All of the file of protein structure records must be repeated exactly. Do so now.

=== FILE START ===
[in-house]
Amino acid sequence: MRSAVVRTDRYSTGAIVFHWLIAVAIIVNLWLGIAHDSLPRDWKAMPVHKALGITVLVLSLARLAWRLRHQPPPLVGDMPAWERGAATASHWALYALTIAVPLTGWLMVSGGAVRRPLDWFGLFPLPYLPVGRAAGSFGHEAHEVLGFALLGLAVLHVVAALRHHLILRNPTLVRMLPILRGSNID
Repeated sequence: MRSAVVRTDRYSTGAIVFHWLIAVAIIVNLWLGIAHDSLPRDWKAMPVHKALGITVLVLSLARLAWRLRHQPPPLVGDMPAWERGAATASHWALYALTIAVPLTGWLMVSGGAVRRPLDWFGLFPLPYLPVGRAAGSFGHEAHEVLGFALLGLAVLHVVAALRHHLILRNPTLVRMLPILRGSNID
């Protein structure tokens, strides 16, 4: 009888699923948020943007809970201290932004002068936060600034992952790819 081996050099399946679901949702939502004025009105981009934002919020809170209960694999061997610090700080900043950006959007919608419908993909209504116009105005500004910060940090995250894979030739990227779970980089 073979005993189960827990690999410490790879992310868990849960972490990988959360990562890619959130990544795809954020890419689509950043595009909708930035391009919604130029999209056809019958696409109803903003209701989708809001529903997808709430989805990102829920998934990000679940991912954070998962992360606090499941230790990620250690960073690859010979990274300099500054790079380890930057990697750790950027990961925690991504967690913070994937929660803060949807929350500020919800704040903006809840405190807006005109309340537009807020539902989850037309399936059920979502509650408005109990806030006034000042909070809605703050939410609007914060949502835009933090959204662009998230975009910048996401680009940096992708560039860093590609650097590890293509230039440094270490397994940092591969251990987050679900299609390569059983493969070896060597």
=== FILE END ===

[in-house]
Amino acid sequence: MRSAVVRTDRYSTGAIVFHWLIAVAIIVNLWLGIAHDSLPRDWKAMPVHKALGITVLVLSLARLAWRLRHQPPPLVGDMPAWERGAATASHWALYALTIAVPLTGWLMVSGGAVRRPLDWFGLFPLPYLPVGRAAGSFGHEAHEVLGFALLGLAVLHVVAALRHHLILRNPTLVRMLPILRGSNID
Repeated sequence: MRSAVVRTDRYSTGAIVFHWLIAVAIIVNLWLGIAHDSLPRDWKAMPVHKALGITVLVLSLARLAWRLRHQPPPLVGDMPAWERGAATASHWALYALTIAVPLTGWLMVSGGAVRRPLDWFGLFPLPYLPVGRAAGSFGHEAHEVLGFALLGLAVLHVVAALRHHLILRNPTLVRMLPILRGSNID
């Protein structure tokens, strides 16, 4: 009888699923948020943007809970201290932004002068936060600034992952790819 081996050099399946679901949702939502004025009105981009934002919020809170209960694999061997610090700080900043950006959007919608419908993909209504116009105005500004910060940090995250894979030739990227779970980089 073979005993189960827990690999410490790879992310868990849960972490990988959360990562890619959130990544795809954020890419689509950043595009909708930035391009919604130029999209056809019958696409109803903003209701989708809001529903997808709430989805990102829920998934990000679940991912954070998962992360606090499941230790990620250690960073690859010979990274300099500054790079380890930057990697750790950027990961925690991504967690913070994937929660803060949807929350500020919800704040903006809840405190807006005109309340537009807020539902989850037309399936059920979502509650408005109990806030006034000042909070809605703050939410609007914060949502835009933090959204662009998230975009910048996401680009940096992708560039860093590609650097590890293509230039440094270490397994940092591969251990987050679900299609390569059983493969070896060597």